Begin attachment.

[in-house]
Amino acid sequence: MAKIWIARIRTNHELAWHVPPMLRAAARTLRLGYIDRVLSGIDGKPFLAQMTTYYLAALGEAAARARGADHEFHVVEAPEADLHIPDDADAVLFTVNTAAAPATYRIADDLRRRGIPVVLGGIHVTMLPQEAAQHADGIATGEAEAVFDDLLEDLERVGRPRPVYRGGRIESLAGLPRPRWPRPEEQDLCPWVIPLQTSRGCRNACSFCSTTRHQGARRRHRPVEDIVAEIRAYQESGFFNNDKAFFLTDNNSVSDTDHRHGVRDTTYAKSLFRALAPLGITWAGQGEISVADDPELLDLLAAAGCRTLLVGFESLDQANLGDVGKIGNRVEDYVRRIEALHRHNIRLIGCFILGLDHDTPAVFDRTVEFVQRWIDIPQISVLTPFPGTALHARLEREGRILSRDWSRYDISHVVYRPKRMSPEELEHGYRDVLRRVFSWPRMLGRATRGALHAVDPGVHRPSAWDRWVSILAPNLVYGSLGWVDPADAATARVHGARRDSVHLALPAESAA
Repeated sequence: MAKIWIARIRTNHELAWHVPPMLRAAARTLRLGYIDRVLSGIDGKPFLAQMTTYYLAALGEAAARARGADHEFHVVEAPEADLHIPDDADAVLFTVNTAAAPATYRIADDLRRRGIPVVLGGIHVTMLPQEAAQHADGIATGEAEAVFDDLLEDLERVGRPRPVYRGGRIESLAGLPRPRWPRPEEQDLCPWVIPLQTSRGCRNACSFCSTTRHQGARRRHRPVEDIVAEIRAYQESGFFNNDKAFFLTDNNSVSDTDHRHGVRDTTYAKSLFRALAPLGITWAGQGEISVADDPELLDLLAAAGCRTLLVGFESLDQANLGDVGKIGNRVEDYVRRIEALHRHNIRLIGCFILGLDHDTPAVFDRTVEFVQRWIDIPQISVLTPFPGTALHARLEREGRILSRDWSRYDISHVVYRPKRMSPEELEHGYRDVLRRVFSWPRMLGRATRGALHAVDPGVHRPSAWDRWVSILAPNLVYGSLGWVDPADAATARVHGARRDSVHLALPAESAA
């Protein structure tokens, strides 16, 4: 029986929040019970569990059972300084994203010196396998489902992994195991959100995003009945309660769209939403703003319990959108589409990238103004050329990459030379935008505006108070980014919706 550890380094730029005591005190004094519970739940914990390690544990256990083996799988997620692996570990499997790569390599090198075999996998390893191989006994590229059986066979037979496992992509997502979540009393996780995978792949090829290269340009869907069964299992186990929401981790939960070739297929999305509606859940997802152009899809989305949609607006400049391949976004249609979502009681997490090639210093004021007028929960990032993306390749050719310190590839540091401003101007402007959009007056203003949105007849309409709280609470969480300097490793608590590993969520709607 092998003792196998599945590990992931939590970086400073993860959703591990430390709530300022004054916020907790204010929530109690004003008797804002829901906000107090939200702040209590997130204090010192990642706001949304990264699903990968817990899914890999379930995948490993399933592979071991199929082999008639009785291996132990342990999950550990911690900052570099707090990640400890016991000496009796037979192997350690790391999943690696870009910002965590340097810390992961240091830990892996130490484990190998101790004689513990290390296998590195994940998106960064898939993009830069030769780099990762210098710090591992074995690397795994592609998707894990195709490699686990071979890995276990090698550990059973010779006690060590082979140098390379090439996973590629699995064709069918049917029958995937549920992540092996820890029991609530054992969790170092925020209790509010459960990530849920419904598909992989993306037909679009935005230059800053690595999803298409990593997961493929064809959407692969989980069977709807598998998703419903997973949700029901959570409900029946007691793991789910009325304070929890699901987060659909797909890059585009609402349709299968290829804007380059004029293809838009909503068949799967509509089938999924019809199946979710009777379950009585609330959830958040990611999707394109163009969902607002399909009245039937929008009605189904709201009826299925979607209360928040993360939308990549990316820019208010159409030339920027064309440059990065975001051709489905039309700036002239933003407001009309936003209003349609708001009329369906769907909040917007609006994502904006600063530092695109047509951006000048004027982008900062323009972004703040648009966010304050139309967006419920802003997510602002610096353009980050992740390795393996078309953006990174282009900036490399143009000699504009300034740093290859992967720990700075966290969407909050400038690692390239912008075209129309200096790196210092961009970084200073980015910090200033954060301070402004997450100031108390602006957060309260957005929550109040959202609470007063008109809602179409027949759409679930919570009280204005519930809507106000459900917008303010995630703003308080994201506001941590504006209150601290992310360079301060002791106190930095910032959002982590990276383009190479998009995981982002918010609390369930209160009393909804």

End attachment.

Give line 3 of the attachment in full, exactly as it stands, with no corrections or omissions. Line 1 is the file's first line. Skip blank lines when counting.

Repeated sequence: MAKIWIARIRTNHELAWHVPPMLRAAARTLRLGYIDRVLSGIDGKPFLAQMTTYYLAALGEAAARARGADHEFHVVEAPEADLHIPDDADAVLFTVNTAAAPATYRIADDLRRRGIPVVLGGIHVTMLPQEAAQHADGIATGEAEAVFDDLLEDLERVGRPRPVYRGGRIESLAGLPRPRWPRPEEQDLCPWVIPLQTSRGCRNACSFCSTTRHQGARRRHRPVEDIVAEIRAYQESGFFNNDKAFFLTDNNSVSDTDHRHGVRDTTYAKSLFRALAPLGITWAGQGEISVADDPELLDLLAAAGCRTLLVGFESLDQANLGDVGKIGNRVEDYVRRIEALHRHNIRLIGCFILGLDHDTPAVFDRTVEFVQRWIDIPQISVLTPFPGTALHARLEREGRILSRDWSRYDISHVVYRPKRMSPEELEHGYRDVLRRVFSWPRMLGRATRGALHAVDPGVHRPSAWDRWVSILAPNLVYGSLGWVDPADAATARVHGARRDSVHLALPAESAA